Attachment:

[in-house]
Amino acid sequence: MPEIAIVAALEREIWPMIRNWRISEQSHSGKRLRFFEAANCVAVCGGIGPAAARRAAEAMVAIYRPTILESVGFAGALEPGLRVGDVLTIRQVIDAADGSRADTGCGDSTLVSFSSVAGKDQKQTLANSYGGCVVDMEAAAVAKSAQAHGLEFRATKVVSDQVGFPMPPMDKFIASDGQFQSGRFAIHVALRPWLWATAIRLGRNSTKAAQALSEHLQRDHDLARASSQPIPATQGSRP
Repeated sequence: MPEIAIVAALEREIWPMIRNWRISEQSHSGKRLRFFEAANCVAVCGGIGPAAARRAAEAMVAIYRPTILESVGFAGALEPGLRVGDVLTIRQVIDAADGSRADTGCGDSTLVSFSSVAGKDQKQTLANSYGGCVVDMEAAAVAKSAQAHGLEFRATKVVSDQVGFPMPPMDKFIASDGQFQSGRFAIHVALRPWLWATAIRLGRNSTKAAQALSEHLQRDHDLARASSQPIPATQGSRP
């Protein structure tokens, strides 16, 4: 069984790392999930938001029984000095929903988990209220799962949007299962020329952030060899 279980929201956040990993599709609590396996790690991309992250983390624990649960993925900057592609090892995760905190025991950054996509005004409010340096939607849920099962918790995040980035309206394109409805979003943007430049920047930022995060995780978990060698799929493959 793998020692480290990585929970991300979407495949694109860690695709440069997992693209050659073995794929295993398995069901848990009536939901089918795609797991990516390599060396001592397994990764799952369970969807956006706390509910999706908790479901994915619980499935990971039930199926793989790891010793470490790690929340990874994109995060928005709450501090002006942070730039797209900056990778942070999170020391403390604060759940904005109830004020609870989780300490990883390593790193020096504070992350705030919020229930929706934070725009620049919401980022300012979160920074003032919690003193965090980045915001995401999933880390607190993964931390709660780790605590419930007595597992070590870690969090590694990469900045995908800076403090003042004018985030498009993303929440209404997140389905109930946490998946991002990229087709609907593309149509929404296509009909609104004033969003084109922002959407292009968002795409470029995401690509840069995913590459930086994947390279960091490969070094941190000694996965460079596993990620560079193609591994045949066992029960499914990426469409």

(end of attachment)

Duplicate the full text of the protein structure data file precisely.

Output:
[in-house]
Amino acid sequence: MPEIAIVAALEREIWPMIRNWRISEQSHSGKRLRFFEAANCVAVCGGIGPAAARRAAEAMVAIYRPTILESVGFAGALEPGLRVGDVLTIRQVIDAADGSRADTGCGDSTLVSFSSVAGKDQKQTLANSYGGCVVDMEAAAVAKSAQAHGLEFRATKVVSDQVGFPMPPMDKFIASDGQFQSGRFAIHVALRPWLWATAIRLGRNSTKAAQALSEHLQRDHDLARASSQPIPATQGSRP
Repeated sequence: MPEIAIVAALEREIWPMIRNWRISEQSHSGKRLRFFEAANCVAVCGGIGPAAARRAAEAMVAIYRPTILESVGFAGALEPGLRVGDVLTIRQVIDAADGSRADTGCGDSTLVSFSSVAGKDQKQTLANSYGGCVVDMEAAAVAKSAQAHGLEFRATKVVSDQVGFPMPPMDKFIASDGQFQSGRFAIHVALRPWLWATAIRLGRNSTKAAQALSEHLQRDHDLARASSQPIPATQGSRP
């Protein structure tokens, strides 16, 4: 069984790392999930938001029984000095929903988990209220799962949007299962020329952030060899 279980929201956040990993599709609590396996790690991309992250983390624990649960993925900057592609090892995760905190025991950054996509005004409010340096939607849920099962918790995040980035309206394109409805979003943007430049920047930022995060995780978990060698799929493959 793998020692480290990585929970991300979407495949694109860690695709440069997992693209050659073995794929295993398995069901848990009536939901089918795609797991990516390599060396001592397994990764799952369970969807956006706390509910999706908790479901994915619980499935990971039930199926793989790891010793470490790690929340990874994109995060928005709450501090002006942070730039797209900056990778942070999170020391403390604060759940904005109830004020609870989780300490990883390593790193020096504070992350705030919020229930929706934070725009620049919401980022300012979160920074003032919690003193965090980045915001995401999933880390607190993964931390709660780790605590419930007595597992070590870690969090590694990469900045995908800076403090003042004018985030498009993303929440209404997140389905109930946490998946991002990229087709609907593309149509929404296509009909609104004033969003084109922002959407292009968002795409470029995401690509840069995913590459930086994947390279960091490969070094941190000694996965460079596993990620560079193609591994045949066992029960499914990426469409």